Hey, everybody! I’m Casey Hampton. You probably know me as ATL Gator or @champton85 on twitter, and you’ve probably heard me on the In All Kinds Of Weather Forecast along with site founder and editor Neil Shulman and host Dustin Smith. I’m excited to begin writing about the Florida Gators for In All Kinds Of Weather as a key contributor, and look forward to interacting with you on social media!
With that said, let’s start talking Gator football! Here are my thoughts on each game on the Gators’ new, SEC-only 2020 schedule (score predictions will come at a later date).
September 26- at Mississippi
There are a BUNCH of intriguing storylines here. Lane Kiffin’s (second) SEC head coaching debut– and we know his disdain from his opening press conference as Tennessee’s head coach in 2009 for Florida, Urban Meyer, and his staff– is one. Dan Mullen’s return to Oxford as former Mississippi State head coach is two. Florida’s ability to even the all-time series with a win here is three. And so on.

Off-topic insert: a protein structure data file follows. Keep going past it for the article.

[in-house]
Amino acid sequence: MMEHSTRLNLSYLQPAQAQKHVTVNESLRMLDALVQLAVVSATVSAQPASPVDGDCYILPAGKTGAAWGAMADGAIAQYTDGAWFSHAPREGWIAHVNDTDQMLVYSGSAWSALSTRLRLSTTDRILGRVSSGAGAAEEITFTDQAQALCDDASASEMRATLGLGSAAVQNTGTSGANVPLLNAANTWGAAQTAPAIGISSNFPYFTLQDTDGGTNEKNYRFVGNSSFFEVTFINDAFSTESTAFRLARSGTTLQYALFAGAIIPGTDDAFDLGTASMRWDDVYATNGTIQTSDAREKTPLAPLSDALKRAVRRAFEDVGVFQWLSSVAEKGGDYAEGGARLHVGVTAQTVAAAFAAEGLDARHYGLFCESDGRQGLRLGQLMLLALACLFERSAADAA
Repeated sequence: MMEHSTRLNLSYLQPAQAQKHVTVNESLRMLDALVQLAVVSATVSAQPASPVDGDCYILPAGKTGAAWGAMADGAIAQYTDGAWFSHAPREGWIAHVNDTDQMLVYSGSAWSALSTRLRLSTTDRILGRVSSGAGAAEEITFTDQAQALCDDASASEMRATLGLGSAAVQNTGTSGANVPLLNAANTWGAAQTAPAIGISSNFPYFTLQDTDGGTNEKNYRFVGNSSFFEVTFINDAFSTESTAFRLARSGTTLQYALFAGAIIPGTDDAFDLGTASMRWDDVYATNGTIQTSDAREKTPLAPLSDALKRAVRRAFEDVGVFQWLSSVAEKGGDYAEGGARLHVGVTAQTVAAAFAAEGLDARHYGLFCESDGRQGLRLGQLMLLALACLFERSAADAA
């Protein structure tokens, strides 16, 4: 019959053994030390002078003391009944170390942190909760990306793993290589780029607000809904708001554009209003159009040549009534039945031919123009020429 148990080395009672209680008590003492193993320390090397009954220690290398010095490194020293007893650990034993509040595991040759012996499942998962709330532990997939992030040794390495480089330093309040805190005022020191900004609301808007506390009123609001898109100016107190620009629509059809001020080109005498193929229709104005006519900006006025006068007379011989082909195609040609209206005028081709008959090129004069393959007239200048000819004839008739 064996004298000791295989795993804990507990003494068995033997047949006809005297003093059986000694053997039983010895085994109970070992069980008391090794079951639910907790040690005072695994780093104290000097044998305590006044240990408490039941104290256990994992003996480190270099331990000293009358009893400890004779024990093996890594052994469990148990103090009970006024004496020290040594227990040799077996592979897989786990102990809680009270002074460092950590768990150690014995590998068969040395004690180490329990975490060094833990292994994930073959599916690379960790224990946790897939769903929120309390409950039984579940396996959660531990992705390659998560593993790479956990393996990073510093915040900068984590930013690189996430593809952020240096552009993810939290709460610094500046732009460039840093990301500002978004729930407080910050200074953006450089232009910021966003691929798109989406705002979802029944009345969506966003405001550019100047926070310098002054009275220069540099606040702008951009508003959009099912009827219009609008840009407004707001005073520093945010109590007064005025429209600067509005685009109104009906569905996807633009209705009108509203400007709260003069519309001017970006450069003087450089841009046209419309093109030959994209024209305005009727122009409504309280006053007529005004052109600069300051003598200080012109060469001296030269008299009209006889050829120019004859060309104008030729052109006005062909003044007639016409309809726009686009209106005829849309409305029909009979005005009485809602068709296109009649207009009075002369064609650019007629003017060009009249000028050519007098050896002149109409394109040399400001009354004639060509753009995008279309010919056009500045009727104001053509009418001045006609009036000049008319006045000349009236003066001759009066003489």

But Florida has historically been sloppy in opening games– no matter who the opponent may be, and not to mention their recent struggles against mobile quarterbacks of which the Rebels sport in John Rhys Plumlee. Of note, UF lost the last opening season game against Ole Miss back in 1989, but has gone 4-3 versus the Rebels since, including a 38-10 dismantling of a Hugh Freeze led squad in 2015 that would go on to win the Sugar Bowl in their most recent meeting.
October 3- South Carolina
Though the Will Muschamp storyline might have lost some of its luster from four or even two years ago regarding his return to The Swamp, the season home opener for the Gators won’t lack drama if recent history is any indication. The last two times the Gators have defeated the Gamecocks, they’ve also had to defeat some serious ADVERSITY ON THE FIELD. First, they erased a three score deficit in 2018 to run off 21 unanswered and survive, 35-31, and last year Florida overcame to a tropical monsoon in Columbia to win 38-27.